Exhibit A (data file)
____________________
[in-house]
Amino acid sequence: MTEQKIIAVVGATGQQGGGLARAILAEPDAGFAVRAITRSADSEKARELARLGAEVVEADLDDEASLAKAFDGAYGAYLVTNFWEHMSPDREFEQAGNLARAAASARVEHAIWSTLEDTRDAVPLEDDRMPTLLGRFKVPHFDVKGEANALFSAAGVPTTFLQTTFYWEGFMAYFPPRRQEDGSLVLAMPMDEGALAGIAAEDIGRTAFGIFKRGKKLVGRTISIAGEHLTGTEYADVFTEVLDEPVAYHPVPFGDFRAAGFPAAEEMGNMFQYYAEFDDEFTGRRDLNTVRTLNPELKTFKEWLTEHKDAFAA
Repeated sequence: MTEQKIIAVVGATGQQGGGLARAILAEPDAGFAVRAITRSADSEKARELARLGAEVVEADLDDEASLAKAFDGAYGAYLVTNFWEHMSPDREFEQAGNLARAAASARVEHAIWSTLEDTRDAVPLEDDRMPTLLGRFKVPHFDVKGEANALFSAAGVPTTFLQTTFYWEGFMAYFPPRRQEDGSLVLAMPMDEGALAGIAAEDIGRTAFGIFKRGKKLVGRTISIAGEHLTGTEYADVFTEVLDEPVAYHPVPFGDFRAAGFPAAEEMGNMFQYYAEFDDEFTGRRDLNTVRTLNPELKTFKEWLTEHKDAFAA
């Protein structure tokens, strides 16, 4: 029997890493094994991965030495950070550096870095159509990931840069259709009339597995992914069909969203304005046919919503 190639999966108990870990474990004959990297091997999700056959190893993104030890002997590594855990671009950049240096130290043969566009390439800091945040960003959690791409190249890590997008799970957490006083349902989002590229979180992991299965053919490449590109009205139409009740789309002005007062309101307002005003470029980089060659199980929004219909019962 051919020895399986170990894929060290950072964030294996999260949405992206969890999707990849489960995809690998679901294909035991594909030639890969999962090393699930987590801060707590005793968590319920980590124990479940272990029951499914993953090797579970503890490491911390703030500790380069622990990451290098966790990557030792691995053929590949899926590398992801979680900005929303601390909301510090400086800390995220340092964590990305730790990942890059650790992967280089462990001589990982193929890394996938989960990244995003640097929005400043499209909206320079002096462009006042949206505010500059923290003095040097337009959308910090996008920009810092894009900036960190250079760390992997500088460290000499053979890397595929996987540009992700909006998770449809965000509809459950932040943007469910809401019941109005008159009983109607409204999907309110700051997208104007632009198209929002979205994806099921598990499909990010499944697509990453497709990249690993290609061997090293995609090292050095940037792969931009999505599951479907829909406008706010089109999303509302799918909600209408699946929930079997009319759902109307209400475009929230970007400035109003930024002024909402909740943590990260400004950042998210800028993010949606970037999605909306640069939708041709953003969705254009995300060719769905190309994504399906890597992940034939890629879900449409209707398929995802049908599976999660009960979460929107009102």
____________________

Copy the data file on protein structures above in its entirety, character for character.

[in-house]
Amino acid sequence: MTEQKIIAVVGATGQQGGGLARAILAEPDAGFAVRAITRSADSEKARELARLGAEVVEADLDDEASLAKAFDGAYGAYLVTNFWEHMSPDREFEQAGNLARAAASARVEHAIWSTLEDTRDAVPLEDDRMPTLLGRFKVPHFDVKGEANALFSAAGVPTTFLQTTFYWEGFMAYFPPRRQEDGSLVLAMPMDEGALAGIAAEDIGRTAFGIFKRGKKLVGRTISIAGEHLTGTEYADVFTEVLDEPVAYHPVPFGDFRAAGFPAAEEMGNMFQYYAEFDDEFTGRRDLNTVRTLNPELKTFKEWLTEHKDAFAA
Repeated sequence: MTEQKIIAVVGATGQQGGGLARAILAEPDAGFAVRAITRSADSEKARELARLGAEVVEADLDDEASLAKAFDGAYGAYLVTNFWEHMSPDREFEQAGNLARAAASARVEHAIWSTLEDTRDAVPLEDDRMPTLLGRFKVPHFDVKGEANALFSAAGVPTTFLQTTFYWEGFMAYFPPRRQEDGSLVLAMPMDEGALAGIAAEDIGRTAFGIFKRGKKLVGRTISIAGEHLTGTEYADVFTEVLDEPVAYHPVPFGDFRAAGFPAAEEMGNMFQYYAEFDDEFTGRRDLNTVRTLNPELKTFKEWLTEHKDAFAA
């Protein structure tokens, strides 16, 4: 029997890493094994991965030495950070550096870095159509990931840069259709009339597995992914069909969203304005046919919503 190639999966108990870990474990004959990297091997999700056959190893993104030890002997590594855990671009950049240096130290043969566009390439800091945040960003959690791409190249890590997008799970957490006083349902989002590229979180992991299965053919490449590109009205139409009740789309002005007062309101307002005003470029980089060659199980929004219909019962 051919020895399986170990894929060290950072964030294996999260949405992206969890999707990849489960995809690998679901294909035991594909030639890969999962090393699930987590801060707590005793968590319920980590124990479940272990029951499914993953090797579970503890490491911390703030500790380069622990990451290098966790990557030792691995053929590949899926590398992801979680900005929303601390909301510090400086800390995220340092964590990305730790990942890059650790992967280089462990001589990982193929890394996938989960990244995003640097929005400043499209909206320079002096462009006042949206505010500059923290003095040097337009959308910090996008920009810092894009900036960190250079760390992997500088460290000499053979890397595929996987540009992700909006998770449809965000509809459950932040943007469910809401019941109005008159009983109607409204999907309110700051997208104007632009198209929002979205994806099921598990499909990010499944697509990453497709990249690993290609061997090293995609090292050095940037792969931009999505599951479907829909406008706010089109999303509302799918909600209408699946929930079997009319759902109307209400475009929230970007400035109003930024002024909402909740943590990260400004950042998210800028993010949606970037999605909306640069939708041709953003969705254009995300060719769905190309994504399906890597992940034939890629879900449409209707398929995802049908599976999660009960979460929107009102």